Actor Laurence Fishburn was born in Augusta, Georgia on July 30, 1961.

President Lyndon Baines Johnson signed legislation creating Medicare, for seniors, and Medicaid for some low-income people on July 30, 1965.

Georgia Politics

Ammon Williams, the 17-year old son of Republican State Senator Michael Williams (R-Cumming) is hospitalized in an induced coma after a skateboarding accident. We’re praying for the Williams family.

As you’ll no doubt be reminded dozens of times over the next couple days, Georgia’s Sales Tax Holiday runs July 31 through August 1. Click here for a flyer from the Georgia Department of Revenue on which items are not subject to sales tax this weekend.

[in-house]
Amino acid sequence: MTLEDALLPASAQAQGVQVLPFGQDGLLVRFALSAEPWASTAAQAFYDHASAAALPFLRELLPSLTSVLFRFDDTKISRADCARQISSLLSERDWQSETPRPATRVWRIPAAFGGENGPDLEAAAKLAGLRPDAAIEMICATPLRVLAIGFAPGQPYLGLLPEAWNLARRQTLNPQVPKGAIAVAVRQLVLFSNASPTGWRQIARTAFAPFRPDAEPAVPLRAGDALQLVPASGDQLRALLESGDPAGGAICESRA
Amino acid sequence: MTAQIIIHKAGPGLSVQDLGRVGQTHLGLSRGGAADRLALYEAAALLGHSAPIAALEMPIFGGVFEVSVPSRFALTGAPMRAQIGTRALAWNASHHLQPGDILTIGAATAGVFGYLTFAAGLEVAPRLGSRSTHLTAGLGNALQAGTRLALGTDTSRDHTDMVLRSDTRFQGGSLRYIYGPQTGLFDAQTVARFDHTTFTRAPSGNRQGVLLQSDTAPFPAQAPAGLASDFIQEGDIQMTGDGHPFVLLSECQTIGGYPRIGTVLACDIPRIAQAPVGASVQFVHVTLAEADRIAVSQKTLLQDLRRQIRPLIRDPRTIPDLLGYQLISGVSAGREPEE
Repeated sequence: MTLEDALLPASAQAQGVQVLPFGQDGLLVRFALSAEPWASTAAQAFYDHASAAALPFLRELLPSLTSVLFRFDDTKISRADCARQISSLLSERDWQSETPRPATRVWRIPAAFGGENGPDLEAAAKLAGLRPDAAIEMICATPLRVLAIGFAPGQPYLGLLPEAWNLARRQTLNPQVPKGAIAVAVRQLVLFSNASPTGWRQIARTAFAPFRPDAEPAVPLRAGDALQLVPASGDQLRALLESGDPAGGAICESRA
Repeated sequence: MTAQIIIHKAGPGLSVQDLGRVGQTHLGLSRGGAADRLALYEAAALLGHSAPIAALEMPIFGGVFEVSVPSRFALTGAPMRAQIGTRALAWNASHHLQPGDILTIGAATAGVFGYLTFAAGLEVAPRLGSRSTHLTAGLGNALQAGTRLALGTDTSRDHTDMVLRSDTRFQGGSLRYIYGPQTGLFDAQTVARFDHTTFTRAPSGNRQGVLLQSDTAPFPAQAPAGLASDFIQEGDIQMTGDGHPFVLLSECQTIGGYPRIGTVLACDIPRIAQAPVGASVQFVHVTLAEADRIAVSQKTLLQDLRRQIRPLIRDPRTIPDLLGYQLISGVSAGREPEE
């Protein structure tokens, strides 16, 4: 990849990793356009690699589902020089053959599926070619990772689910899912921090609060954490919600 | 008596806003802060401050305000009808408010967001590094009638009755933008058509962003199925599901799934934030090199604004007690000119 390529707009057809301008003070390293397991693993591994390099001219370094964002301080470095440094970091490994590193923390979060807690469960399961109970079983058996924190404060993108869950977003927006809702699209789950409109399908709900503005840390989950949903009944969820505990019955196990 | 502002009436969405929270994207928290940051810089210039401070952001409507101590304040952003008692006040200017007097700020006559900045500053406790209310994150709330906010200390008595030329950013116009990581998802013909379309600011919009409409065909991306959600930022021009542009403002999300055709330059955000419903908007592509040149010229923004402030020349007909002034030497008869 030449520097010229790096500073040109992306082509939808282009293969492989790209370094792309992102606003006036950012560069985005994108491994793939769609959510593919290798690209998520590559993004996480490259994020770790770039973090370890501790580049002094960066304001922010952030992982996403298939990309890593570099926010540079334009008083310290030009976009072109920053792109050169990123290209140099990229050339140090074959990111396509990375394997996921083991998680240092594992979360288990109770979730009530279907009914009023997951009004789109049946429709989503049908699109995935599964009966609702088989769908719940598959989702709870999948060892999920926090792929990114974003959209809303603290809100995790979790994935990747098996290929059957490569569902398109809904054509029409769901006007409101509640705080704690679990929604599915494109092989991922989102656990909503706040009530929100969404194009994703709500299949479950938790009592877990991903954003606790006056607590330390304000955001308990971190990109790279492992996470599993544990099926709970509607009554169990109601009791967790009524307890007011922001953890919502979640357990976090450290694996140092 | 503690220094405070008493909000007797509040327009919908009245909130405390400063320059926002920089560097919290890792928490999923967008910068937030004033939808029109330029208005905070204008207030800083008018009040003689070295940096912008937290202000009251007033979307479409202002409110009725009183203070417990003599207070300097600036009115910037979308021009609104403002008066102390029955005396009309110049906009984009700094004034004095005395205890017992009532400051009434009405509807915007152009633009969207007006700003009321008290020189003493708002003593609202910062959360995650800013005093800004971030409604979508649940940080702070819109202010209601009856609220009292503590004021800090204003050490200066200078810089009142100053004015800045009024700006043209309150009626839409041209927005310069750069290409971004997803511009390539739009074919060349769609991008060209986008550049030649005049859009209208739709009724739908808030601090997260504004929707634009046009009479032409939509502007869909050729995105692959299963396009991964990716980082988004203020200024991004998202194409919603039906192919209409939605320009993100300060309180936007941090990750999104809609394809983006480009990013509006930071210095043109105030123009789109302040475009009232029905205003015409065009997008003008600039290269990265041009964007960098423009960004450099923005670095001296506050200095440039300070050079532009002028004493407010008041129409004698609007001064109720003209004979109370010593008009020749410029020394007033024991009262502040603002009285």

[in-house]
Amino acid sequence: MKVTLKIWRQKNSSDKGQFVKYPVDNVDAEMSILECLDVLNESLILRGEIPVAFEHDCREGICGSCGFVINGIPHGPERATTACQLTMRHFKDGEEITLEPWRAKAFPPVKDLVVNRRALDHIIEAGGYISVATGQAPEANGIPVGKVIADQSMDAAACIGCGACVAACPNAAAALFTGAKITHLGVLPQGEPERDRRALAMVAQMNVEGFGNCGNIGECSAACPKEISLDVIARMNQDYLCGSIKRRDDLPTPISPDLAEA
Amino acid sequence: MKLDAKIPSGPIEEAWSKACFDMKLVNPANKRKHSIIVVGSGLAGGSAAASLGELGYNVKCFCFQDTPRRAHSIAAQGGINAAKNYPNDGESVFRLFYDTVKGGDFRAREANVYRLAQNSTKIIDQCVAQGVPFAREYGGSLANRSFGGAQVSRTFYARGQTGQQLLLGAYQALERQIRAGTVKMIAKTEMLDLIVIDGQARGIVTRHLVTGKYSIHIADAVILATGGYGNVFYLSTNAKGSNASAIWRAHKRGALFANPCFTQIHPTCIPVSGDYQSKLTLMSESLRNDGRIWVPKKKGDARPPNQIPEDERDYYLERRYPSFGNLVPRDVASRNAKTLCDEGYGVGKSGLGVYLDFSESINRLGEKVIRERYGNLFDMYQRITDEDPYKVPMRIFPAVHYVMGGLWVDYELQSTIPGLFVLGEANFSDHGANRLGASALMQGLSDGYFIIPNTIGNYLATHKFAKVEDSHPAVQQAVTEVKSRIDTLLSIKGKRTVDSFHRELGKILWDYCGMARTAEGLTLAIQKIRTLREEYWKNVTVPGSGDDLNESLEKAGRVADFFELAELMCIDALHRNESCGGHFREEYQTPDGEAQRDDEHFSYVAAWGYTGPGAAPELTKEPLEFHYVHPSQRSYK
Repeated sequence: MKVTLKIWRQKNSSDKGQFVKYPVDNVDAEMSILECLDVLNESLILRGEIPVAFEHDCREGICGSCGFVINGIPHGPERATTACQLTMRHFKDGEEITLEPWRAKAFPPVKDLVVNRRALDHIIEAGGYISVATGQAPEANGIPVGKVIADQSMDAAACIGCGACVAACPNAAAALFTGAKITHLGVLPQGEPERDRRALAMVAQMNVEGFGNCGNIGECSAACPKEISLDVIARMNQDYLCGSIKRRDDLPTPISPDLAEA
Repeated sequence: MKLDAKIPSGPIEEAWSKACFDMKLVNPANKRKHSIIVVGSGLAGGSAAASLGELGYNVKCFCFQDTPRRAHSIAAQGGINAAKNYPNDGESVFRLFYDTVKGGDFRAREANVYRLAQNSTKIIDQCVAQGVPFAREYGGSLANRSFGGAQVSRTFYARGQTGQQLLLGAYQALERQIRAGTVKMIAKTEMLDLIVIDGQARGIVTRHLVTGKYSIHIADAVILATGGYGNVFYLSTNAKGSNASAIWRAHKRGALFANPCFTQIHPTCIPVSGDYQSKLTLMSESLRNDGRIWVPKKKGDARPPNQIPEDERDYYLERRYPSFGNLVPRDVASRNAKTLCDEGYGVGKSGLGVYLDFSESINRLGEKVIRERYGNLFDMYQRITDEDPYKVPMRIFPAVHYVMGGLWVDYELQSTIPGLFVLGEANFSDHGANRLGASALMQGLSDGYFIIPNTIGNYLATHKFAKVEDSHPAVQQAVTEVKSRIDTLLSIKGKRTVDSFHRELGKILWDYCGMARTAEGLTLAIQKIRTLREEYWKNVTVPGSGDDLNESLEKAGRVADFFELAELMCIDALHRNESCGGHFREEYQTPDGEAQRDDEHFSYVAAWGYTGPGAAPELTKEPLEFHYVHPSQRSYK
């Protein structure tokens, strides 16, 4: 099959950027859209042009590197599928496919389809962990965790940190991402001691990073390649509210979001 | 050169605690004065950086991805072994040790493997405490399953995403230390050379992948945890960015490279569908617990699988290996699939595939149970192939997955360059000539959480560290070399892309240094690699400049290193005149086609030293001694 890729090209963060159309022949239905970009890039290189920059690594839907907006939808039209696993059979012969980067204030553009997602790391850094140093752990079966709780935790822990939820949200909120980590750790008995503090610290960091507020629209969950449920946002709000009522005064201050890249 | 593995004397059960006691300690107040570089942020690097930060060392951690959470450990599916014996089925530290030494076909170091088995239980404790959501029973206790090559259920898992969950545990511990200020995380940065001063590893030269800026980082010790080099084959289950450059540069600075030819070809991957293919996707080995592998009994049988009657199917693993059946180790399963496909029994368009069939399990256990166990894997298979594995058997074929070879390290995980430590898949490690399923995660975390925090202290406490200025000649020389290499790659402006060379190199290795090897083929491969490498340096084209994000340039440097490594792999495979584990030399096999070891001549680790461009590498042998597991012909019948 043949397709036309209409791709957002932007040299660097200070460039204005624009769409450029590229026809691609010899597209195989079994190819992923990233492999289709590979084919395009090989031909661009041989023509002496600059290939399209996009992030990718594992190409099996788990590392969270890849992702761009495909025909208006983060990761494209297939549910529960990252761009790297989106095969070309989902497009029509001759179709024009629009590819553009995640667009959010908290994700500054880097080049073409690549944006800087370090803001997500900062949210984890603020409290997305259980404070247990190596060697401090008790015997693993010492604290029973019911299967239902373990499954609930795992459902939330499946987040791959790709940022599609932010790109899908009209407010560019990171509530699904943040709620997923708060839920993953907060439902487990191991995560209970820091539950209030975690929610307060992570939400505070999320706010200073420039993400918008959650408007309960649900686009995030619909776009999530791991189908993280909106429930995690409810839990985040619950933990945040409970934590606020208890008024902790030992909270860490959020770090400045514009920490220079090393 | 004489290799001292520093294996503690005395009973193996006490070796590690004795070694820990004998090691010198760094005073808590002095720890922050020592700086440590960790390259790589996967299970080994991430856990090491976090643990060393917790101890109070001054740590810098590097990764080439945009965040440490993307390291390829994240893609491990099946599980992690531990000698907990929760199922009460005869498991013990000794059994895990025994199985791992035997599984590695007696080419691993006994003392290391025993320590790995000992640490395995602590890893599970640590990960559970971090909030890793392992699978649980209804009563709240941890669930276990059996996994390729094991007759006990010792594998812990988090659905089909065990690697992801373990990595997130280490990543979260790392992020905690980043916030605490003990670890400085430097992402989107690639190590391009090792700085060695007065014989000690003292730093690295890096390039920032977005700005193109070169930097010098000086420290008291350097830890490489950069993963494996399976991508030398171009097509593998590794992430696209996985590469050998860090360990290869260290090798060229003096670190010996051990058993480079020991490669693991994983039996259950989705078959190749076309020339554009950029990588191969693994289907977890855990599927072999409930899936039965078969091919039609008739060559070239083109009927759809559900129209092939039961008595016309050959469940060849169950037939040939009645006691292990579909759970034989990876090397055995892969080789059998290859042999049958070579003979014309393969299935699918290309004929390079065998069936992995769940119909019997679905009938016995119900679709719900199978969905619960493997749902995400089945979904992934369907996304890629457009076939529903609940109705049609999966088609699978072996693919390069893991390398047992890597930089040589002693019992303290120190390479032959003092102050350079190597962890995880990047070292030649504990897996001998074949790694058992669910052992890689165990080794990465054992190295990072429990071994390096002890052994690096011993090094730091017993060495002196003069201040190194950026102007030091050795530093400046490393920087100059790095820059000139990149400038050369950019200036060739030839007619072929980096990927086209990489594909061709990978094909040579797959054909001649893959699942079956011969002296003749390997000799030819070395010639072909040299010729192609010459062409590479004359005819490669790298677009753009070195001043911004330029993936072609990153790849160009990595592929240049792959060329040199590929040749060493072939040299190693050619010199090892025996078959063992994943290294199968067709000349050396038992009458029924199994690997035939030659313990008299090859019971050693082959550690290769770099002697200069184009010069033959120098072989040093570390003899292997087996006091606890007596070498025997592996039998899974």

Yesterday, Gov. Deal announced the formation of the State Steering Committee for the Juvenile Detention Alternatives Initiative (JDAI), including juvenile court judges and individuals from relevant state organizations, who will work to expand this juvenile reform to counties.

“Georgia leads the nation in meaningful justice reforms,” said Deal. “We rely on evidence while embracing innovations, and this latest move continues that pattern.”

A national initiative of the Annie E. Casey Foundation, JDAI works on a county-by-county basis to encourage appropriate community support for low-risk juvenile offenders to enhance public safety, help misguided youth and conserve taxpayer dollars. According to the foundation, communities participating in JDAI have lowered the number of youth in detention by 44 percent.

Clayton County adopted the initiative in 2003, ultimately resulting in an 80 percent decrease in its average daily detention population: less than 1 percent of the county’s youth felony offenders that benefit from detention alternatives are re-arrested for a felony charge. The initial Georgia expansion will take place in multiple counties, which will be determined through a collaboration with the Casey Foundation.